In the treatment of patients suffering from " heart pang " the careful management of the diet is second in importance only to the need for rest. True angina will be treated here : anginoid attacks (or pseudo-angina) come more rightly under functional disorders, to which the reader is referred for its dietetic treatment. The frequency with which an attack of angina is caused by some dyspeptic attack or the ingestion of some indigestible food must have been the common experience of all, and it is only by the greatest attention to diet that patients who are liable to such attacks can be kept free from them. In many cases errors in diet have to be corrected and dyspepsia treated, for flatulent distension of the stomach or bowels must be carefully guarded against. All irritating food such as peppers and spices must be avoided. Strong alcoholic drinks come into this category and should not be allowed as a routine, though their efficacy in the treatment of the immediate attack must be allowed. In some cases the patients are weak and feeble and their powers of digestion much impaired; and with such cases a purely milk and soup diet is best to begin with. Indeed we shall have to peptonize even this form of nourishment in some instances. As they get stronger it is important to give flesh and fish, thoroughly minced and well cooked, rather than starchy foods. With those who are able to take, more or less, ordinary food the principles to be followed are these :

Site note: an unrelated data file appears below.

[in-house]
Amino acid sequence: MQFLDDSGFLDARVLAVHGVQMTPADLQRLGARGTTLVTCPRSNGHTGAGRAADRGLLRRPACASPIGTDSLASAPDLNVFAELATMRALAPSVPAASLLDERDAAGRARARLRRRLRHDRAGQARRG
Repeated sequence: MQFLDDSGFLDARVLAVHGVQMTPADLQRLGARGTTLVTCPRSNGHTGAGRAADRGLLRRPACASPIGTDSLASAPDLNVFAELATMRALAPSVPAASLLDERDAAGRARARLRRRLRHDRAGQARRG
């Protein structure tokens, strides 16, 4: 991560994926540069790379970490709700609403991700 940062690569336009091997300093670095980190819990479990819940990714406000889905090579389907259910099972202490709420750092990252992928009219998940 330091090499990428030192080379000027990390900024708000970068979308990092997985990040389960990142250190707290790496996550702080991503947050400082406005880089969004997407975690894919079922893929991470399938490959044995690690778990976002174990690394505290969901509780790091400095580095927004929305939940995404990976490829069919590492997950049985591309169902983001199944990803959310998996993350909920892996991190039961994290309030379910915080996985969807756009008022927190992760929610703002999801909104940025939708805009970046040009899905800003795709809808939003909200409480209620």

1. These patients need good nourishment.
2. They need nourishment in small bulk that will promote vigorous action of the heart.
3. The food must be most digestible, quickly digestible, and, above all, not such as will cause flatulent distension.
Of our mixed diet undoubtedly flesh in some form or other (meat, bird or fish) answers the above requirements most closely. Further, one must again urge the limitation of starchy foods, because of their slow digestibility and the flatulent distension so often caused by their use. Thus we have :
Milk, good strong soups (not spiced), meat, bird, fish (all carefully selected and well cooked). Eggs are permissible, as well as well cooked green vegetables (preferably rubbed through a wire sieve), the pulp of cooked fruit with cream, custards, junket and plain jellies. Tea and coffee are best avoided, and in any case, excess in their use must be looked for and strictly prohibited. Stimulants can only be allowed in a weak form and very small quantities. For drink water or any of its disguises, such as barley-water, toast-water, home made lemonade and so forth, with milk, is much the best, and in many cases fairly copious drinks of hot water are directly beneficial, by aiding digestion and elimination and preventing stasis, fermentation and flatulent distension.